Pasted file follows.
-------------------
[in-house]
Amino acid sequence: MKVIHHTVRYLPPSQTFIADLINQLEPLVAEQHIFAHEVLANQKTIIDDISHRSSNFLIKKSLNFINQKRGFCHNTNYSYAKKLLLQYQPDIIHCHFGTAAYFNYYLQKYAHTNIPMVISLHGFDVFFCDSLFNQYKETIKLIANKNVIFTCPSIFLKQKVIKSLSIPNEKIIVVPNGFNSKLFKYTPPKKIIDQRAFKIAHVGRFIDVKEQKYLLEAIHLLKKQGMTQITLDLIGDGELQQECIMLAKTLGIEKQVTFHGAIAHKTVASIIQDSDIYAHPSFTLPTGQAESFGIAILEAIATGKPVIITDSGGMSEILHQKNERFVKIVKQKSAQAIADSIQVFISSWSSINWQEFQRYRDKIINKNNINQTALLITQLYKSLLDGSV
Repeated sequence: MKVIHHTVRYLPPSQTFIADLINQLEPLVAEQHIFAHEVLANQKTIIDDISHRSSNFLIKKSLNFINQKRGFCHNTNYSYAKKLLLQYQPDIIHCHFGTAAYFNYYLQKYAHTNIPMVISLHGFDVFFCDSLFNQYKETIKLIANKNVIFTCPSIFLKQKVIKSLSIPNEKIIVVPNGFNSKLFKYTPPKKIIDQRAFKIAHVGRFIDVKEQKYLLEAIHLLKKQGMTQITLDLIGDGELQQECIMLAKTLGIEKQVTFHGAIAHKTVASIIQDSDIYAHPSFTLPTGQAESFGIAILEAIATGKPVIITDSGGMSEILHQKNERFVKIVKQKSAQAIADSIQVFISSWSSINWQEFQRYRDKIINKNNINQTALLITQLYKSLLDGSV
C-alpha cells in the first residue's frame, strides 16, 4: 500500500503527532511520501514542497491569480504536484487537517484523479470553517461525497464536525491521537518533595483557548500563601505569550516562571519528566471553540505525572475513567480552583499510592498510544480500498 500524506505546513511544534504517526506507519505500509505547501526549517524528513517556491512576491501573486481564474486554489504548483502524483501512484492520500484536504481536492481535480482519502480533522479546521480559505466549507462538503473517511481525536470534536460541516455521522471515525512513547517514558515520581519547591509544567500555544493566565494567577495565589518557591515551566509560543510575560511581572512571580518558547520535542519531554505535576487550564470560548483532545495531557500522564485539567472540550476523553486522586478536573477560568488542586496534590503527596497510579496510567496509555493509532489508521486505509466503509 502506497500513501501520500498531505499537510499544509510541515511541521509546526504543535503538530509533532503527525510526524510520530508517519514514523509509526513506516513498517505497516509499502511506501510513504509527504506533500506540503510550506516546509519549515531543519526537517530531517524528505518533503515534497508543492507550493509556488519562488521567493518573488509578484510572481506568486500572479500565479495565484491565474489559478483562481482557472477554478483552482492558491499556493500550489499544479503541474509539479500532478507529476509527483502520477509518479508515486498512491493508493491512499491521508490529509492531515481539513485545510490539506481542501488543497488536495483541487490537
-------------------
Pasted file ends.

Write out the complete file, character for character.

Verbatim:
[in-house]
Amino acid sequence: MKVIHHTVRYLPPSQTFIADLINQLEPLVAEQHIFAHEVLANQKTIIDDISHRSSNFLIKKSLNFINQKRGFCHNTNYSYAKKLLLQYQPDIIHCHFGTAAYFNYYLQKYAHTNIPMVISLHGFDVFFCDSLFNQYKETIKLIANKNVIFTCPSIFLKQKVIKSLSIPNEKIIVVPNGFNSKLFKYTPPKKIIDQRAFKIAHVGRFIDVKEQKYLLEAIHLLKKQGMTQITLDLIGDGELQQECIMLAKTLGIEKQVTFHGAIAHKTVASIIQDSDIYAHPSFTLPTGQAESFGIAILEAIATGKPVIITDSGGMSEILHQKNERFVKIVKQKSAQAIADSIQVFISSWSSINWQEFQRYRDKIINKNNINQTALLITQLYKSLLDGSV
Repeated sequence: MKVIHHTVRYLPPSQTFIADLINQLEPLVAEQHIFAHEVLANQKTIIDDISHRSSNFLIKKSLNFINQKRGFCHNTNYSYAKKLLLQYQPDIIHCHFGTAAYFNYYLQKYAHTNIPMVISLHGFDVFFCDSLFNQYKETIKLIANKNVIFTCPSIFLKQKVIKSLSIPNEKIIVVPNGFNSKLFKYTPPKKIIDQRAFKIAHVGRFIDVKEQKYLLEAIHLLKKQGMTQITLDLIGDGELQQECIMLAKTLGIEKQVTFHGAIAHKTVASIIQDSDIYAHPSFTLPTGQAESFGIAILEAIATGKPVIITDSGGMSEILHQKNERFVKIVKQKSAQAIADSIQVFISSWSSINWQEFQRYRDKIINKNNINQTALLITQLYKSLLDGSV
C-alpha cells in the first residue's frame, strides 16, 4: 500500500503527532511520501514542497491569480504536484487537517484523479470553517461525497464536525491521537518533595483557548500563601505569550516562571519528566471553540505525572475513567480552583499510592498510544480500498 500524506505546513511544534504517526506507519505500509505547501526549517524528513517556491512576491501573486481564474486554489504548483502524483501512484492520500484536504481536492481535480482519502480533522479546521480559505466549507462538503473517511481525536470534536460541516455521522471515525512513547517514558515520581519547591509544567500555544493566565494567577495565589518557591515551566509560543510575560511581572512571580518558547520535542519531554505535576487550564470560548483532545495531557500522564485539567472540550476523553486522586478536573477560568488542586496534590503527596497510579496510567496509555493509532489508521486505509466503509 502506497500513501501520500498531505499537510499544509510541515511541521509546526504543535503538530509533532503527525510526524510520530508517519514514523509509526513506516513498517505497516509499502511506501510513504509527504506533500506540503510550506516546509519549515531543519526537517530531517524528505518533503515534497508543492507550493509556488519562488521567493518573488509578484510572481506568486500572479500565479495565484491565474489559478483562481482557472477554478483552482492558491499556493500550489499544479503541474509539479500532478507529476509527483502520477509518479508515486498512491493508493491512499491521508490529509492531515481539513485545510490539506481542501488543497488536495483541487490537